Pack Trips Syracuse NY
Golf Day Shop, Golf Hitting Cage, Golf Trade-In Program, Ski-Snowboard Jr. Season Lease, Ski-Snowboard/Bike Tech Shop, Firearms/Hunting Delivery & Assembly
Monday - Saturday: 10:00am - 9:30pm
Sunday: 11:00am - 6:00pm
Holiday hours may vary.
Golf Day Shop, Golf Hitting Cage, Golf Trade-In Program, Ski-Snowboard Jr. Season Lease, Ski-Snowboard/Bike Tech Shop, Firearms/Hunting, Hunting and Fishing Licenses, Delivery & Assembly
Monday - Saturday: 9:00am - 9:30pm
Sunday: 10:00am - 7:00pm
Holiday hours may vary.
What To Take on a Pack Trip
Your first step is to read carefully the information sent to you by the outfitter to see what he recommends you bring. Many outfitters supply tents, but a few do not. Clarify what your outfitter does. If you prefer to take your own tent, even if the outfitter will provide one for you, ask him if he will have the space to pack yours along. It should be small and fold into a compact size.
Tents are not always necessary on pack trips, and many campers prefer sleeping under the stars. But a tent is handy for changing clothes, and a luxury in rain.
Very few outfitters supply sleeping bags. If your trip will be taking you into high-mountain country, buy or borrow a bag whose comfort range goes down to about zero degrees. Temperatures can drop well below freezing, even in midsummer, when you are camped above 8,000 feet or higher. Besides, you can always make a bag cooler by unzipping it, but it's sure tough to make it warmer.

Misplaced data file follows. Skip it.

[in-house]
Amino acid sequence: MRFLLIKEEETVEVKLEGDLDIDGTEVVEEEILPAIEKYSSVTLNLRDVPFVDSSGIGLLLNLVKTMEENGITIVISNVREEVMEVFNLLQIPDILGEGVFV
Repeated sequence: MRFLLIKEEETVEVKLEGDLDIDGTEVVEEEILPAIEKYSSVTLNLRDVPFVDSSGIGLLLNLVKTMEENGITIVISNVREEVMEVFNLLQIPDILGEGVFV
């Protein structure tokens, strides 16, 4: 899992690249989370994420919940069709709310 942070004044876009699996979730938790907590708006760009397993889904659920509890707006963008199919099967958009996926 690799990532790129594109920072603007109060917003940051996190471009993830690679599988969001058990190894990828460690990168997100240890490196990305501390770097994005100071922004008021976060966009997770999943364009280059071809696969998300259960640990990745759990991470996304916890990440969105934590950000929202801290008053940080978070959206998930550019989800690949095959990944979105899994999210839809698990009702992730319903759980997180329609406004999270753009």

Some type of mattress will contribute to a good night's sleep by making the ground more comfortable, and by protecting you from the ground's chill and dampness. You can choose a traditional air mattress (be sure to take along a small pump) or one of the newer foam pads that do not need inflating.
If your tent does not have a floor, a waterproof ground sheet will protect your mattress and other gear. Ground sheets aren't expensive, fold neatly and are also handy for stacking gear on outside the tent.
Two other essentials are a rain slicker and some type of hat. The best slicker is full length, so it covers your saddle and legs. Short slickers or ordinary raincoats will not keep your saddle or legs dry, and neither will some ponchos. Slickers will also keep you warm in cold weather because heat from the horse rises upward into the slicker.
Some people prefer rain jackets and pants, but they have two disadvantages: 1. You have to dismount to don the pants;2. They will not keep your saddle, or anything tied on it, dry. A saddle that gets soaking wet stays wet long after it quits raining.
I personally don't like to wear a hat, so I keep a baseball cap or rain hat stuffed into a saddlebag until it's needed. Many people wear regular western straws or felts, and they do a fine job of shedding water. But if your hat is prone to blow off, use a stampede string so you don't lose it.
The accompanying checklist includes other essentials, plus some optional items. How much to take depends partly on personal preference and partly on whether the outfitter gives each person a weight limit. Sometimes this is necessary to prevent overloading the pack horses in steep, rugged country.
On the checklist you'll note that a saddle is listed. Although outfitters provides saddles, you might ...